Make an art gallery with {bs4cards}


July 25, 2021

A screenshot of the webpage faxcrayon dot art that has the site title at the top with emojis of a fax machine and a crayon. Below are links to the source and other materials. Below that are some rectangular cards that show some art with the date, title and type of art, like whether its original or a recreation.


I used the {bs4cards} package by Danielle Navarro to create an effortless online ‘gallery’ of ‘art’ on a single R Markdown page:


I may decide to shutdown this site at some point. The code will always be available on GitHub, but the site may disappear. C’est la vie.

Art is a lie

Turns out you can just put up some pictures on the internet and call it a gallery. No one is stopping you.

Here is a foolproof approach: R Markdown with {bs4cards} to write the content, GitHub Pages to serve it, and a totally rad URL to convince people you’re legit.


The {bs4cards} package (available on CRAN) is great because it lets you create customisable ‘cards’ that you can tile on an R Markdown page.

To create a card, you use the card() function with arguments for title, image,1 text, link, etc. You can put these in a list and pass that to card_grid() to make a grid. Of cards. A card grid.

So, this format could work well to bring disparate information together in one central location, like a blog’s landing page, where a card’s content gives you a preview of post that you can click to visit it.

So I did just that: I made a single page2 where each card displays an art piece I created with R code for #RecreationThursday, or whatever.

The cards contain the creation date in the header; the ‘name’ of the piece as the card title, which links out to where the code is hosted for recreating it; and in the card body it states whether the image is a recreation, a remix or something original.

Example of three cards made use the bs4cards package. Each one has a header with the date in, a square image in the middle, the name of the piece which is a link, and some body text that explains whether the piece is original, a remix or a recreation.

You can find the source on GitHub.

GitHub Pages

One of the easiest ways to serve an R Markdown file on the internet is to store it in a GitHub repository, knit it to HTML and then enable GitHub Pages.

You go to the ‘Pages’ in your repository’s settings to enable it and then your HTML is served so that it’s available to anyone on the internet in the form <>.3


But that doesn’t make for a terribly exciting URL. Since I’m going to be an internationally-famous and extremely financially-successful artist, it makes sense to improve my online brand with a rad URL.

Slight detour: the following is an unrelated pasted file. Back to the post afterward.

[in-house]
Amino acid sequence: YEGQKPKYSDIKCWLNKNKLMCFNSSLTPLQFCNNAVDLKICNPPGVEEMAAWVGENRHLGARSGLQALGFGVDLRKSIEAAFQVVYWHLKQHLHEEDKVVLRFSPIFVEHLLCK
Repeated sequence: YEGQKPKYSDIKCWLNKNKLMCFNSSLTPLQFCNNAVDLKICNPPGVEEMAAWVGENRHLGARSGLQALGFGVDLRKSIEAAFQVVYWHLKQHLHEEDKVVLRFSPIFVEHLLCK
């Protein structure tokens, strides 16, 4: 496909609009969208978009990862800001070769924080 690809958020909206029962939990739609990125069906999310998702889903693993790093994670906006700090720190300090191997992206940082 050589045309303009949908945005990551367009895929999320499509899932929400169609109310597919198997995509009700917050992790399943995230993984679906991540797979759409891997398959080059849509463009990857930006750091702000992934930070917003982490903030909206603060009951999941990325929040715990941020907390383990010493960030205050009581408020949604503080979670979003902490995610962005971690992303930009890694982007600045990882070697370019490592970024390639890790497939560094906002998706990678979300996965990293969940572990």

Where to get inspiration? I’ve tweeted images for #RecreationThursday using the fax4 📠 and crayon 🖍️ emojis because I was using my rudimentary skills to create facsimile copies of original artworks. So… fax crayon? Like a wax crayon, but, like, fax?

And the <> URL only cost two dollars to buy, so.

There’s a small dance you have to do to make GitHub Pages link to your domain, while your domain provider may themselves require a particular set of settings.

It took half an hour or so for the domain dance to complete, but now the site is available at

Nothing is real

So: {bs4cards}, GitHub Pages and a totally hip URL.

Now I just need to work out how to integrate NFT5 functionality to the site and quit my day job.


Session info
Last rendered: 2023-07-17 18:32:26 BST
R version 4.3.1 (2023-06-16)
Platform: aarch64-apple-darwin20 (64-bit)
Running under: macOS Ventura 13.2.1

Matrix products: default
BLAS:   /Library/Frameworks/R.framework/Versions/4.3-arm64/Resources/lib/libRblas.0.dylib 
LAPACK: /Library/Frameworks/R.framework/Versions/4.3-arm64/Resources/lib/libRlapack.dylib;  LAPACK version 3.11.0

[1] en_US.UTF-8/en_US.UTF-8/en_US.UTF-8/C/en_US.UTF-8/en_US.UTF-8

time zone: Europe/London
tzcode source: internal

attached base packages:
[1] stats     graphics  grDevices utils     datasets  methods   base     

loaded via a namespace (and not attached):
 [1] htmlwidgets_1.6.2 compiler_4.3.1    fastmap_1.1.1     cli_3.6.1        
 [5] tools_4.3.1       htmltools_0.5.5   rstudioapi_0.15.0 yaml_2.3.7       
 [9] rmarkdown_2.23    knitr_1.43.1      jsonlite_1.8.7    xfun_0.39        
[13] digest_0.6.31     rlang_1.1.1       fontawesome_0.5.1 evaluate_0.21    


  1. You can pass card_image("<path to image>", alt = "Descriptive alt text.") to the image argument of card() to help improve accessibility.↩︎

  2. If you were less lazy than me you could turn this into a fully-blown R Markdown website, so that a card click takes you to a separate page for that piece.↩︎

  3. If you’re feeling fancy, you can call your file ‘index.Rmd’, which knits to ‘index.html’, which GitHub Pages serves with the slightly more succinct URL <>.↩︎

  4. Younglings, the fax machine is an ancient and possibly imaginary piece of technology that’s a mash-up of a telephone, photocopier and printer. All in one!↩︎

  5. Non-Fungible Tokens are Not For ’Thew.↩︎